October 09, 2023 4 min read
On the left, Dudley with his daughter, Jennifer. Top right, Patricia Gearhart, Jennifer, and Dudley. Middle picture is Dudley with his friend, Mike Gearhart. Bottom right, Dudley's fans.
*pictures at the end of this story.
By Ray Glier
Dudley Dinshaw, 98, considers growing older a privilege and he is not going to waste a breath being some sort of muckworm about what he can no longer do. Listen to Dudley tell about his love of roses and the joy of finishing a 5k and you hear the gratitude of what he can do.
And I’m wondering, more and more, if Dinshaw doing 5ks at low tide on the beach while in his 90s is because of genes, or because of a healthy dose of good attitude.
“I don’t know that I have a corner on answering a question like that,” Dudley said when Geezer Jock asked about his longevity. “It has just happened.
"Longevity, maybe it is passed on. My father lived to be almost 102. I have two sisters in their 90s. My wife, Muriel, is three weeks older than I am.”
Yes, we are back again asking that question: Nature or Nurture?
I can’t leave it alone because I think nurture doesn’t get the credit it should. I don’t think longevity just happens. I think longevity is fed whatever Dudley is feeding it. Scientists feel the same way.
This article published in Long Youthspanconsiders our good habits as a fertilizer for growing older healthier. Well, that's obvious, right? But look at the results in this study. They are startling and not as casual a connection as you think.
What's more, mental health surely plays a part in longevity, along with smoking, drug use, and lack of exercise. The inflammation of a body under stress because of anxiety is real.
Dudley is proof. “I’m thankful that what’s upstairs in my head is working ok," he said.
Indeed, I have yet to meet a person in their 90s while doing Geezer Jock who doesn’t have an aura of poise because of what’s upstairs. They have personalities that are not easily ruffled and stamina against the bad luck that finds them.
The question I have is: Can the cycle in a gene pool be disrupted over time and you find that sweet spot even though your parents couldn't?
It is my homework the next few weeks.
Dinshaw, who is long retired from IBM in California, pushed through what is considered an age barrier on his 3.1-mile jaunt three weeks ago. Again, he is 98.
Dudley first did a 5K on Moonlight Beach in 2019 and then Covid came along and disrupted his plans to make it an annual event. In that race four years ago, when he was 94, his daughter, Jennifer, ran ahead of Dinshaw confident he could manage on his own.
A month ago, his daughter and a friend, Mike Gearhart and Mike's wife Patricia, walked/ran with Dinshaw as a precaution.
Dudley was just fine. He had trained by walking regularly and he was not going to fall out of the race.
“During the race itself it is very important to finish so you don’t want to over-exert yourself at my age,” Dinshaw said. “I did consult my doctor a few days before and he was a little leery about it. He said ‘don’t let people pressure you into doing more than you can do’.”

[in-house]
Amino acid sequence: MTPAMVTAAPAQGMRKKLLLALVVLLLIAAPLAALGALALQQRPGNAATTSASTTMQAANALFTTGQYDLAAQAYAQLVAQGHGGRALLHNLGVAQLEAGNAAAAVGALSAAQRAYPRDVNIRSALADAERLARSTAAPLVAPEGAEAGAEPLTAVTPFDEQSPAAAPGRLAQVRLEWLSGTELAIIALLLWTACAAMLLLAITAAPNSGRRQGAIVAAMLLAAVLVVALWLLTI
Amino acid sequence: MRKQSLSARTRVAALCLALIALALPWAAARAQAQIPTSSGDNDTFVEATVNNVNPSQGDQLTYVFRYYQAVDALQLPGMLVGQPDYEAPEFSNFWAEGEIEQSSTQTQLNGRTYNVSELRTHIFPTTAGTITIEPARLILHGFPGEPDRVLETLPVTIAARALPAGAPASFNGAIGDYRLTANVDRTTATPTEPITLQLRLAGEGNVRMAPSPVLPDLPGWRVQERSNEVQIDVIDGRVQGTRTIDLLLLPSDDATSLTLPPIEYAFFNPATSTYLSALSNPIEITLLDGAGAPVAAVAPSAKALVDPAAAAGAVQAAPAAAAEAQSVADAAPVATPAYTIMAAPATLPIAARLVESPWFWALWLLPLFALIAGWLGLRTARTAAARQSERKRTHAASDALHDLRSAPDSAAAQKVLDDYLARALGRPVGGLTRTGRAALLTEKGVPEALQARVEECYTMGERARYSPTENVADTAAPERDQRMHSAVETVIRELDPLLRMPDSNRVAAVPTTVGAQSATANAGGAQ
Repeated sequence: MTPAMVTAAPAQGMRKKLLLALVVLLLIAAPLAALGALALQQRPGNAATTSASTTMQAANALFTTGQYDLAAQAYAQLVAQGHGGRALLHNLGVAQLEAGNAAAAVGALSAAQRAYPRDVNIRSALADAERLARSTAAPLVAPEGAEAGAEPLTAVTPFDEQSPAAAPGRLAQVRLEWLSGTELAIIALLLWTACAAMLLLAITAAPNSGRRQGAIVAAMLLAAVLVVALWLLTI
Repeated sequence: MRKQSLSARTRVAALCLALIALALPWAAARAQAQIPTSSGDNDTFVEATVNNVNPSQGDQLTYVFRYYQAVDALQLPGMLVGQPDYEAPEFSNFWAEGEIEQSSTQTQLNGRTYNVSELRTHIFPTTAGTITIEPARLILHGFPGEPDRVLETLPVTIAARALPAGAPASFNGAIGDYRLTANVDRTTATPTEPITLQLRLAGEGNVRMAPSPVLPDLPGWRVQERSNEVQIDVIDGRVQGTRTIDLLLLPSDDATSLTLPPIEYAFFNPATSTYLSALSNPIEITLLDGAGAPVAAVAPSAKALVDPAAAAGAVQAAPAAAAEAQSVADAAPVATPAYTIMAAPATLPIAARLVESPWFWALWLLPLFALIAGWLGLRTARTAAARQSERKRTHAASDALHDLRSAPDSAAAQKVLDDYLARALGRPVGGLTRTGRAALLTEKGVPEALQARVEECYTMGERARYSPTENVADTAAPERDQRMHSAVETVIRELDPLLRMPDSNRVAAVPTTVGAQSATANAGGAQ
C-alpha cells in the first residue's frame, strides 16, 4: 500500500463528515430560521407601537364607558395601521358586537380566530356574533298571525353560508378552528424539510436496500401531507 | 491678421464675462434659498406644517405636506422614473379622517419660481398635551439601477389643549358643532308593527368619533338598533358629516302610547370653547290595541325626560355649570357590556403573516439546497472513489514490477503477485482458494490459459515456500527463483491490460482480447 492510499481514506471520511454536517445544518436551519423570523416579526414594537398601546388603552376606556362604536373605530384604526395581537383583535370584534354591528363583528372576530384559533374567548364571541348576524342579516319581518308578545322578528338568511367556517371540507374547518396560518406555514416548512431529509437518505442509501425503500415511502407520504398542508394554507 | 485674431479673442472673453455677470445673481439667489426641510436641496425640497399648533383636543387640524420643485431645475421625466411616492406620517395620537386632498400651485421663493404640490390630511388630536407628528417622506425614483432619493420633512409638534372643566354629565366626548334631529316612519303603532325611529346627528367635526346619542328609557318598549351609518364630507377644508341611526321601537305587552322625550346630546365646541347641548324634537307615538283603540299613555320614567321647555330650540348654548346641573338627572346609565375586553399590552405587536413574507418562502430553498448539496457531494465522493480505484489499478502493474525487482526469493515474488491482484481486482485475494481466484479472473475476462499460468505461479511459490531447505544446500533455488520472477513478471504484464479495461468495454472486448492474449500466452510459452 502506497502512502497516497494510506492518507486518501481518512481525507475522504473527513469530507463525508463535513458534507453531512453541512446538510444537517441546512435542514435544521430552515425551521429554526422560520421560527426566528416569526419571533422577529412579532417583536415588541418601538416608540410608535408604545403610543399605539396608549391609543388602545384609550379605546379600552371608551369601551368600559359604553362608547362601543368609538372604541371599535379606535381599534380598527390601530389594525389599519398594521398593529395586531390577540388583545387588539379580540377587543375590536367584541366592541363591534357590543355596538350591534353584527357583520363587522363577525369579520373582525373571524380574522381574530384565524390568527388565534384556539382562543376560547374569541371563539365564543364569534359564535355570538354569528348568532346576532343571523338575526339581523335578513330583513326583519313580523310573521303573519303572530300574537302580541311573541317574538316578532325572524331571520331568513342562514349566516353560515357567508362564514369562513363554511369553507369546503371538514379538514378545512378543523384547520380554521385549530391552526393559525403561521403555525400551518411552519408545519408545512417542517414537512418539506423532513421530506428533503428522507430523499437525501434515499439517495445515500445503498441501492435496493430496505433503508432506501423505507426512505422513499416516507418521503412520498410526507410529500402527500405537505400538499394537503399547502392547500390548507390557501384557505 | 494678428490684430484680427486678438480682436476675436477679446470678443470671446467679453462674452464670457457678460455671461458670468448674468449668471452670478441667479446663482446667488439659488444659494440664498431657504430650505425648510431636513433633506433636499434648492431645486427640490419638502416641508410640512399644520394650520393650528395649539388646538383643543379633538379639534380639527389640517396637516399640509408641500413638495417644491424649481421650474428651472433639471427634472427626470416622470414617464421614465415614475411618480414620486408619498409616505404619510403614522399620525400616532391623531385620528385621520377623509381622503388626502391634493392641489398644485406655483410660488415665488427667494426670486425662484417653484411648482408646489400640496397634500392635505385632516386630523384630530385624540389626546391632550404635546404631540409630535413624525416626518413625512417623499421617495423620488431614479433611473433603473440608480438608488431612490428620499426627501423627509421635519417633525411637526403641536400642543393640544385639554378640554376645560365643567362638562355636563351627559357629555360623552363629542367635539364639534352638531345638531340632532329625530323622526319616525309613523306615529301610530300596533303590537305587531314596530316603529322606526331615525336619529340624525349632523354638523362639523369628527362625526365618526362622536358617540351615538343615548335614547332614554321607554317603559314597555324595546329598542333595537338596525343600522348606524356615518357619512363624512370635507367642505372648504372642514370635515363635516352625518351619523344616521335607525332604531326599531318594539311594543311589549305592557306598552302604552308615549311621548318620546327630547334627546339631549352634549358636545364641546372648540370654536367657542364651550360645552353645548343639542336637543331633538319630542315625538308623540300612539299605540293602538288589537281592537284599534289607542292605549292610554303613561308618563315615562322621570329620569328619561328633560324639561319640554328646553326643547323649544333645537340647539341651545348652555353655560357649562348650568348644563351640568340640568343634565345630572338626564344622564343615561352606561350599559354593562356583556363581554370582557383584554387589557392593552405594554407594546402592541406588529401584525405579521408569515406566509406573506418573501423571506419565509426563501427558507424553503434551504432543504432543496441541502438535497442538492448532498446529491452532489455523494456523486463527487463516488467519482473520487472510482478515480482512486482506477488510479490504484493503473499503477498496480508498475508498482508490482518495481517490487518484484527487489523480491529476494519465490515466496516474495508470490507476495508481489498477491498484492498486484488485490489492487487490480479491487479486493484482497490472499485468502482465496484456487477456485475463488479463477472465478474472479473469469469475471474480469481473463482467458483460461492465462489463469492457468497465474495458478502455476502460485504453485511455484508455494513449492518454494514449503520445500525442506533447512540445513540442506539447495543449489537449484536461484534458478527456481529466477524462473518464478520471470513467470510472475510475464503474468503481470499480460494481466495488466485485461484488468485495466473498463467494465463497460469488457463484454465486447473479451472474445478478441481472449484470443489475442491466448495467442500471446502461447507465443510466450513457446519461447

Dudley said he was aware there were so many eyes on him because of his age and people were rooting for him to finish.
“That was ok,” he said of the pressure.
Then he said with a chuckle, “It was important to finish and still be alive at the end.”
Dinshaw has carried around this observance of being steady for years. He lived in the San Jose area for 50 years and his work for IBM as a programmer put him nose-to-nose with innovative upstarts, like Apple. But Dudley always could reach inside for that bromide "Don’t Sweat The Small Stuff” when the pressure of Silicon Valley came at him. It wasn't exactly small stuff, but he never made it bigger than it had to be.
“There was a lot of pressure, a lot of pressure,” Dinshaw said.
The IBM programmers had this intellectual courage to keep the wheels on as Apple, among others, dueled for market share.
Dudley, who studied at the University of California-Berkeley, was part of the foundation at IBM when he joined the company in 1956. There was no such thing as a Computer Science major, and he lasted 33 years until he retired at 65.
“I wasn’t CEO of the company,” Dinshaw said, “but I was satisfied with what I accomplished.”
It is fitting that Dudley has a degree from UC-Berkeley because the school has the Greater Good Science Center, which produced a terrific white paper on gratitude. It is worth reading, please, to see how this base instinct evolved in us.
Dudley is grateful for Muriel and his roses. He calls them his “beauties”. There are 40 on his property in Encinitas, north of San Diego. Dinshaw doesn’t grow roses, he “raises” them.
Meanwhile, Dudley cultivates his mental and physical health by walking and walking. This link from Long Youthspan is more evidence that walking, the simplest of physical activity, yields results.
Dudley Dinshaw can't tell you if his persistent walking is why he is exercising at 98, or if his longevity is merely genes carrying him. He can tell you he is grateful for every step.
(Check out www.longyouthspan.com for up-to-date research and analysis by scientists studying how we age).
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